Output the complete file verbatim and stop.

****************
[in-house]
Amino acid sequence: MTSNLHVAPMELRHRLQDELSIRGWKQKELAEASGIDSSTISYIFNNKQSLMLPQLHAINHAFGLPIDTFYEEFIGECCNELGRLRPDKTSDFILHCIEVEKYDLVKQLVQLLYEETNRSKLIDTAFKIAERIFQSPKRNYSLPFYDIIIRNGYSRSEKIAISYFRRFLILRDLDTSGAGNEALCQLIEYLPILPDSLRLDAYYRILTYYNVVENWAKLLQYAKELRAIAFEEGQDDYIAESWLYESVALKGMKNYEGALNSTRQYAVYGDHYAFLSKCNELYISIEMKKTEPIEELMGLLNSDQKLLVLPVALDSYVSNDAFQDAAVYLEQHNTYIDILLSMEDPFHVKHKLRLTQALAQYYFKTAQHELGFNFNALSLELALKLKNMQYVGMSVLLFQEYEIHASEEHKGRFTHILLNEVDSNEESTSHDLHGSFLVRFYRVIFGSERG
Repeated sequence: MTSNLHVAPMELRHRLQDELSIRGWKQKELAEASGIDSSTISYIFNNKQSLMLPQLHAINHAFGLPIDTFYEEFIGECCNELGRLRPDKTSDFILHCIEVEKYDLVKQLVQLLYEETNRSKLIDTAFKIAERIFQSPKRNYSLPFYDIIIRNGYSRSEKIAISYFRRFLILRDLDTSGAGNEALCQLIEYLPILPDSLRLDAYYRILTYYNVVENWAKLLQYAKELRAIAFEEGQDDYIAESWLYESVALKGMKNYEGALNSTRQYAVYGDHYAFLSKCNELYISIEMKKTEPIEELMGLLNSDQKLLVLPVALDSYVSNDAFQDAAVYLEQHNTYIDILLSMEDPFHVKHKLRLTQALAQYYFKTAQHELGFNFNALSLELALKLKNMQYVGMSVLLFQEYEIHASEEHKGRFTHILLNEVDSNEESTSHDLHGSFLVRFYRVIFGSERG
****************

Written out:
[in-house]
Amino acid sequence: MTSNLHVAPMELRHRLQDELSIRGWKQKELAEASGIDSSTISYIFNNKQSLMLPQLHAINHAFGLPIDTFYEEFIGECCNELGRLRPDKTSDFILHCIEVEKYDLVKQLVQLLYEETNRSKLIDTAFKIAERIFQSPKRNYSLPFYDIIIRNGYSRSEKIAISYFRRFLILRDLDTSGAGNEALCQLIEYLPILPDSLRLDAYYRILTYYNVVENWAKLLQYAKELRAIAFEEGQDDYIAESWLYESVALKGMKNYEGALNSTRQYAVYGDHYAFLSKCNELYISIEMKKTEPIEELMGLLNSDQKLLVLPVALDSYVSNDAFQDAAVYLEQHNTYIDILLSMEDPFHVKHKLRLTQALAQYYFKTAQHELGFNFNALSLELALKLKNMQYVGMSVLLFQEYEIHASEEHKGRFTHILLNEVDSNEESTSHDLHGSFLVRFYRVIFGSERG
Repeated sequence: MTSNLHVAPMELRHRLQDELSIRGWKQKELAEASGIDSSTISYIFNNKQSLMLPQLHAINHAFGLPIDTFYEEFIGECCNELGRLRPDKTSDFILHCIEVEKYDLVKQLVQLLYEETNRSKLIDTAFKIAERIFQSPKRNYSLPFYDIIIRNGYSRSEKIAISYFRRFLILRDLDTSGAGNEALCQLIEYLPILPDSLRLDAYYRILTYYNVVENWAKLLQYAKELRAIAFEEGQDDYIAESWLYESVALKGMKNYEGALNSTRQYAVYGDHYAFLSKCNELYISIEMKKTEPIEELMGLLNSDQKLLVLPVALDSYVSNDAFQDAAVYLEQHNTYIDILLSMEDPFHVKHKLRLTQALAQYYFKTAQHELGFNFNALSLELALKLKNMQYVGMSVLLFQEYEIHASEEHKGRFTHILLNEVDSNEESTSHDLHGSFLVRFYRVIFGSERG